Greetings Earthlings! 🙂
This week I’d like to discuss a rather unusual item that can be used for management of autism- the sensory sock! Here’s a picture of what it looks like:
So what exactly is it?
The sensory sock (also known as the body sock) is a stretchy Lycra suit of sorts that is designed to provide a unique, fun and intense sensory experience for autists. Once inside, the suit provides tactile and deep pressure stimulation to the wearer while increasing spatial awareness and improving balance. These sensory inputs can be quite calming for autists which can help us to regulate sensory issues. This can also be used for neurotypical kids to explore their environment and encourage creative movement.
But how exactly does it work?
The stretchy Lycra provides resistance to the wearer as they move around applying deep pressure to the joints which, as previously explained in my post about weighted blankets, causes the release of calming neurotransmitters in the brain, reducing the levels of excitatory neurotransmitters which are elevated in the autistic brain. The enclosed space can help the wearer feel calm and safe, allowing them to regulate their emotions- many autists find enclosed spaces to be particularly therapeutic, so having a portable space like this can be really handy!
I came across the video below of someone trying out a sensory sock online, so naturally I had to get one to try it out!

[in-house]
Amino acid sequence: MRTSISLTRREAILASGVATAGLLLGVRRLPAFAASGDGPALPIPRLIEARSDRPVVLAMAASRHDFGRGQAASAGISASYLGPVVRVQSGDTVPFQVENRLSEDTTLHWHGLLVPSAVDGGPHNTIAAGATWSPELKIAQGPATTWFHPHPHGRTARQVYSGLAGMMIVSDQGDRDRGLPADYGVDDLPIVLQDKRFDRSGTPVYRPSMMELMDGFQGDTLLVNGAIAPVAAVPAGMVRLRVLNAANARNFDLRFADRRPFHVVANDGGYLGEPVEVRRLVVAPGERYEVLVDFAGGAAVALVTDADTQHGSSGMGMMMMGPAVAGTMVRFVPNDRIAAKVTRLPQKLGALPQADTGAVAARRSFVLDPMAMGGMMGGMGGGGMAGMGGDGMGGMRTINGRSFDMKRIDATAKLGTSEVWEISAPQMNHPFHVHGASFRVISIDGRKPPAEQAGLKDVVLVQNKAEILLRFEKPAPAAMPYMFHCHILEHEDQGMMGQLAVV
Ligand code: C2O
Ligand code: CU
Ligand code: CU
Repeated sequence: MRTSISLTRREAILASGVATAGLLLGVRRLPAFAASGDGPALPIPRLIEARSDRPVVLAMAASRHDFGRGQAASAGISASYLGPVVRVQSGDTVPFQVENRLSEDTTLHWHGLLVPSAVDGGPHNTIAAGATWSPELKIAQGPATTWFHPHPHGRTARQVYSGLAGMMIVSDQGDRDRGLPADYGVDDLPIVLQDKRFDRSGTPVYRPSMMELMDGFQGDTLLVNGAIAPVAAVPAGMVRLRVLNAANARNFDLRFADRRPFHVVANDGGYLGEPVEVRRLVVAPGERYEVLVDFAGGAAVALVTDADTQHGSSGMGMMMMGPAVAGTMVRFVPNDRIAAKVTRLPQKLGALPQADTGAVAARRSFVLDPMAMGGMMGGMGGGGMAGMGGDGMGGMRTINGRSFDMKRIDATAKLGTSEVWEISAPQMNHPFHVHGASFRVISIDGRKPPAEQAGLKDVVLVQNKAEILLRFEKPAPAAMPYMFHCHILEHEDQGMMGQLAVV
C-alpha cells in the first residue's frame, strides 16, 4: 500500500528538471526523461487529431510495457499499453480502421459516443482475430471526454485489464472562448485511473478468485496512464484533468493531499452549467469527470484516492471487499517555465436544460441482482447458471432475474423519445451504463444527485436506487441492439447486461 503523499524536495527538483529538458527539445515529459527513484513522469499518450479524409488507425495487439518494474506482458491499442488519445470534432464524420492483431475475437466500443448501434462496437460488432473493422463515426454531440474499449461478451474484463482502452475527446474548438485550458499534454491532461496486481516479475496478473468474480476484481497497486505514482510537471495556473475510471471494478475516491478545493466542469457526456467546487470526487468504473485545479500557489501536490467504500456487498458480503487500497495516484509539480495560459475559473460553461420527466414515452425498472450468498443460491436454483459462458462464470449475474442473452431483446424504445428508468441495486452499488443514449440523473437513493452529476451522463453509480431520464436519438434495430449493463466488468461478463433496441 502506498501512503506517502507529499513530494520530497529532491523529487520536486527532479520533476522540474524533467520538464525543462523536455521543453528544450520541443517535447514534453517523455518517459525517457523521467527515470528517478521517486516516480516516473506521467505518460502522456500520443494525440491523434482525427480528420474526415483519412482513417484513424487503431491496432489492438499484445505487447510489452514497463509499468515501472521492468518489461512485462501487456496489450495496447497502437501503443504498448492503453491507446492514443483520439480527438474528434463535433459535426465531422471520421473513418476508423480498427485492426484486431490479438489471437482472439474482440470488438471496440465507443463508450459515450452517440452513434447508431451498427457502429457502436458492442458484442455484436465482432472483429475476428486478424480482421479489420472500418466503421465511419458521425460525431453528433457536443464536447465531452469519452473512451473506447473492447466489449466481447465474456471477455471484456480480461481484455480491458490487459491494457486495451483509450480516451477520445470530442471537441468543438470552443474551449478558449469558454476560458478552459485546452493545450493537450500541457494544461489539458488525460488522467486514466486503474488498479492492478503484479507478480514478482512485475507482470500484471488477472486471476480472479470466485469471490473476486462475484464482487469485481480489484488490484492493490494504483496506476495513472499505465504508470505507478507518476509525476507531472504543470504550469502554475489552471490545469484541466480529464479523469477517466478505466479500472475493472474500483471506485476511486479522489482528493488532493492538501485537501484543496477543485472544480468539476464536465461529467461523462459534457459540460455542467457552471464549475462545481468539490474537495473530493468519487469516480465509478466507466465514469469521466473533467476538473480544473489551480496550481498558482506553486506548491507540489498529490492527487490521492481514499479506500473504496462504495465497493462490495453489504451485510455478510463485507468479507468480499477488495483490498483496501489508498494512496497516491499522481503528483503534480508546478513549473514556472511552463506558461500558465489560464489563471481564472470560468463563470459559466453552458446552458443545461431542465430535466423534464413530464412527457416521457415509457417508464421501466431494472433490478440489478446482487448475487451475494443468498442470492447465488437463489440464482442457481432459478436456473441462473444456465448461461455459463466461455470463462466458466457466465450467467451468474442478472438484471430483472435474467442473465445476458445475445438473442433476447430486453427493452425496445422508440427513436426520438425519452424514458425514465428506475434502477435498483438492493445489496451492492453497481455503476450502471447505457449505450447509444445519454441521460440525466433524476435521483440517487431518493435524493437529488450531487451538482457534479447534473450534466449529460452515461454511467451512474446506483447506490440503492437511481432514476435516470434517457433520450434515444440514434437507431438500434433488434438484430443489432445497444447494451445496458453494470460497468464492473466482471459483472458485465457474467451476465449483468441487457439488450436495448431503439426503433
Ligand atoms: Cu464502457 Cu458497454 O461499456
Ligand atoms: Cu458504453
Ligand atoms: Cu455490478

So how did I get on?
Well…it was…an experience! 😛 While I won’t terrify you with the images of me waddling around my kitchen like a deformed bright green T-Rex, the sock was certainly worth the laugh! My first impressions however, were not the most positive from a sensory perspective. I didn’t really like the smell or the feeling of my arms being so constricted, and found the velcro opening at the front quite distracting as it was reluctant to stay shut (sensory socks don’t seem to be designed for adult women of a certain chest size 🙈). I did try the sock again a week later, but this time I chose to lie down while wearing it which proved to be a much more positive experience. This time I felt the relaxing deep pressure around my limbs that was reminiscent of my weighted blanket. Despite my best efforts, I wasn’t able to bring myself to spend more than a couple of seconds with my head inside the suit. It either wouldn’t stay closed or the smell and claustrophobia got to me so I wasn’t really able to assess that feature.
All in all, I can certainly see the benefits this sensory sock might have for younger autists, but personally I think I’ll stick with my weighted blanket for now.
Hope you enjoyed this post dear Earthlings!
Have a lovely weekend! 🙂